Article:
“The term ‘legally entitled to recover as damages' has been interpreted to mean … that the insured must be able to establish fault on the part of the uninsured motorist, which gives rise to damages, and must be able to prove the extent of those damages.” Quick v. State Farm Mutual Automobile Insurance Co., 429 So.2d 1033, 1035 (Ala. 1983) (emphasis in original, internal quotes omitted).[1] “Thus, there can be no breach of an uninsured motorist contract … until the insured proves that he is legally entitled to recover, ” which cannot occur when “the amount of damages ha[s] not been determined.” Id. “Without a determination of whether liability exists on the part of the underinsured motorist and the extent of the plaintiff's damages, a claim of … breach of contract is premature” and “not ripe for adjudication.” Pontius v. State Farm Mutual Automobile Insurance Co., 915 So.2d 557, 564 (2005).

         “The question arises: when is a carrier of uninsured motorist coverage under a duty to pay its insured's damages?” LeFevre v. Westberry, 590 So.2d 154, 159 (Ala. 1991). Under Quick and Pontius, there must first be a “determination, ” based on “proof” (or, presumably, the insurer's agreement or acquiescence), that the uninsured motorist was at fault; that the insured suffered damages as a result; and that the amount of those damages is a particular amount (or, presumably, that it exceeds policy limits).

         The plaintiff presented the defendant with a demand letter, accident report, supplemental crash reconstruction report, medical records, medical bills and lost wage documentation. (Doc. 9 at 2; Docs. 1-2, 9-1, 9-2). The plaintiff asserts that Holley's conduct, combined with the plaintiff's documented medical bills and lost wages, his “painful injuries” and his emotional distress, support a “reasonabl[e] infer[ence]” that his “claimed damages … are established damages.” (Doc. 9 at 10-11).

         The Court assumes without deciding that Quick and Pontius can be satisfied by evidentiary presentations to the insurer. The Court also assumes without deciding that the plaintiff's presentation satisfactorily determined that Holley was at fault and that he acted wantonly. The question remains whether this presentation satisfactorily determined the extent of the plaintiff's resulting damages. Plainly, it did not.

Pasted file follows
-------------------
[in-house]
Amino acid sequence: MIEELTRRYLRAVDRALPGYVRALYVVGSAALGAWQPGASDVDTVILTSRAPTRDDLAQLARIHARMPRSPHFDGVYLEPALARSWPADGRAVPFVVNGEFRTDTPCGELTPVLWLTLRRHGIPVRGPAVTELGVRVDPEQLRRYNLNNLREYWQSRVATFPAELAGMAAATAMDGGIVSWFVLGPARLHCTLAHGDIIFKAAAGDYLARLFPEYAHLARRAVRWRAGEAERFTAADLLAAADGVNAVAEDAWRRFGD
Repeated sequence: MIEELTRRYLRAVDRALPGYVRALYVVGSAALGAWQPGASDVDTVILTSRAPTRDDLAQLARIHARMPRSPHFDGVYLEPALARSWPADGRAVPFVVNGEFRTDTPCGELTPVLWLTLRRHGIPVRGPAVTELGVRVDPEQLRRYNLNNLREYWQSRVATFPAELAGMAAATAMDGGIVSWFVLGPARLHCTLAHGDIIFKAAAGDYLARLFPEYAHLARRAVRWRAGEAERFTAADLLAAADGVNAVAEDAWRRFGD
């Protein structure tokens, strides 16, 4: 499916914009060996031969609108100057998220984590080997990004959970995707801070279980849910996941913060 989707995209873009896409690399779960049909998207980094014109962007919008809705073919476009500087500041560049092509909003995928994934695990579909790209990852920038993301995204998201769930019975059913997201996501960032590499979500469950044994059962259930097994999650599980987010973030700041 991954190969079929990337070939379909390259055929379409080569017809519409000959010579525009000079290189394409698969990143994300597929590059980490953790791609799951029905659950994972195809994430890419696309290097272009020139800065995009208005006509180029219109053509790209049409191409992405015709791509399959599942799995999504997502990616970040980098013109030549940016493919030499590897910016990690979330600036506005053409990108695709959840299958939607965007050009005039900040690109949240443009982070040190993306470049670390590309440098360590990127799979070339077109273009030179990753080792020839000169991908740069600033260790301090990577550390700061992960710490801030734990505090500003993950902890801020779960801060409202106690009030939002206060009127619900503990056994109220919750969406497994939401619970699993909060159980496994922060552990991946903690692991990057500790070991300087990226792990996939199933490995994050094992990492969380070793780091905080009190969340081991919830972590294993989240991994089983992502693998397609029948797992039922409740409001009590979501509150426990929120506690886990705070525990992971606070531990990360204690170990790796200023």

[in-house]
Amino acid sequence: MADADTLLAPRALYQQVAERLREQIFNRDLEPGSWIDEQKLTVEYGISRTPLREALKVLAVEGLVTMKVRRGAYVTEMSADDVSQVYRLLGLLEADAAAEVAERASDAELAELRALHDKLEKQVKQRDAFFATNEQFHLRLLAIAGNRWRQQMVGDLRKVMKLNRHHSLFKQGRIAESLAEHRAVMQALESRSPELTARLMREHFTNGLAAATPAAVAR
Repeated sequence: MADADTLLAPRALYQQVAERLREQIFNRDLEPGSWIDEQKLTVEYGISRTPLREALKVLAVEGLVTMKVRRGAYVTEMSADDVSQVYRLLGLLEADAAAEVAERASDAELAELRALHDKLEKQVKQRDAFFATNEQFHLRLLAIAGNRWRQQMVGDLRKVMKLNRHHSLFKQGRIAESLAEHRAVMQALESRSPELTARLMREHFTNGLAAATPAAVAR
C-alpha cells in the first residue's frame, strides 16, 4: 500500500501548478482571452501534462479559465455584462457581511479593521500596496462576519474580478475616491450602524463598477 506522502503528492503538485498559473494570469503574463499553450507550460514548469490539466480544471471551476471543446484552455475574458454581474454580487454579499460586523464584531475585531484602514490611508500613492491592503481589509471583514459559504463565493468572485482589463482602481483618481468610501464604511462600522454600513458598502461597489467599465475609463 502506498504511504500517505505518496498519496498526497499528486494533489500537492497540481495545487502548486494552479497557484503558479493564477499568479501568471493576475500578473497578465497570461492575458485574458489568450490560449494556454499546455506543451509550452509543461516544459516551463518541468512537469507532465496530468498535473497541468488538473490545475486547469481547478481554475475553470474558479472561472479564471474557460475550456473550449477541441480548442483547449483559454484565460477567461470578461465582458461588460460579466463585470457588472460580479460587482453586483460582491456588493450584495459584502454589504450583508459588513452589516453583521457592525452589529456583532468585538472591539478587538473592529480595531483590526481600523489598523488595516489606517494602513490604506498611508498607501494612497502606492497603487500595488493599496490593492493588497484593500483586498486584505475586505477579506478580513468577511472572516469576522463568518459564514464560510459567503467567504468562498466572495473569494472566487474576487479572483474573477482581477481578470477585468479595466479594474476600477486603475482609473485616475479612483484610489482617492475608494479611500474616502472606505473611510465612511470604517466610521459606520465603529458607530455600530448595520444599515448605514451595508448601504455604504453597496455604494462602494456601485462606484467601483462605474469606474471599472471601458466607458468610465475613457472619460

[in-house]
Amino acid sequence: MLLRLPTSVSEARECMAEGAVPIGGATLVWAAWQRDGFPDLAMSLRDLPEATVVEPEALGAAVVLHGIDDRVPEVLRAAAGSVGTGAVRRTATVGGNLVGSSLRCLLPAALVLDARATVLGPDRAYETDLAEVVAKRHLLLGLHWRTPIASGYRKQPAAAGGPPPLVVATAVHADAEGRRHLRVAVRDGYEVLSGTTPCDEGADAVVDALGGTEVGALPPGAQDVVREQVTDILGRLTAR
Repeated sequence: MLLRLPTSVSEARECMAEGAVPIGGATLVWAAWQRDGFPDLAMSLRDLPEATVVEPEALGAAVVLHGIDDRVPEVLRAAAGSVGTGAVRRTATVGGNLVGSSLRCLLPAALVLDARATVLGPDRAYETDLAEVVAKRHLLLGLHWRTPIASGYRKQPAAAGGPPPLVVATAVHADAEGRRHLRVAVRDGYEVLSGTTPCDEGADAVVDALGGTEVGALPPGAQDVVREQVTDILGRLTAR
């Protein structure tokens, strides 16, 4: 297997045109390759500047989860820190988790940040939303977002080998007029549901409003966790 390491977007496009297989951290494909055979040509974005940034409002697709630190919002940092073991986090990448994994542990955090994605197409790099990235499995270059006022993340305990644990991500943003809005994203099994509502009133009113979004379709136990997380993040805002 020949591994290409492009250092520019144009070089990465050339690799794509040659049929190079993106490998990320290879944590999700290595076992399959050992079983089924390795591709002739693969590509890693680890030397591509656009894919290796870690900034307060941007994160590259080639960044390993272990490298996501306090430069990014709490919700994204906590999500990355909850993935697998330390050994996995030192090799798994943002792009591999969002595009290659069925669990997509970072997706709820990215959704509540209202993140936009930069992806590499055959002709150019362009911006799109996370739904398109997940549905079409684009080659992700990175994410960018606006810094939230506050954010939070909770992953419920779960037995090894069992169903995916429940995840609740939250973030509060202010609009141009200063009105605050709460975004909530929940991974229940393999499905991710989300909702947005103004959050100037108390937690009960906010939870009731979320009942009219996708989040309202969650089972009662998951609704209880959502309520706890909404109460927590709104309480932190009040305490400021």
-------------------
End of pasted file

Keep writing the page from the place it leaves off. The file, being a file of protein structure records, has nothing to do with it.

As noted, the plaintiff's primary insurer paid uninsured motorist policy limits of $100, 000. (Doc. 1-1 at 6). The plaintiff then demanded from the defendant its policy limits of $200, 000. (Doc. 1-2 at 2, 4). The plaintiff capped his special damages (medicals and lost wages) at $36, 239.71, (id. at 3), meaning that the primary insurer had covered all of the plaintiff's specials and also $63, 760.29 in general damages. The plaintiff thus demanded of the insurer an additional $200, 000 for pain and suffering, mental anguish and punitive damages. To support an award for pain and suffering, the plaintiff pointed to a torn PCL, a partially torn ACL, and two meniscus tears, with resulting pain sufficient to keep him out of work for fifteen weeks. To support an award for mental anguish, the plaintiff pointed to anxiety and flashbacks from the collision and from Holley's death (of which he is reminded every day he engages in his occupation as a commercial driver), resulting in ...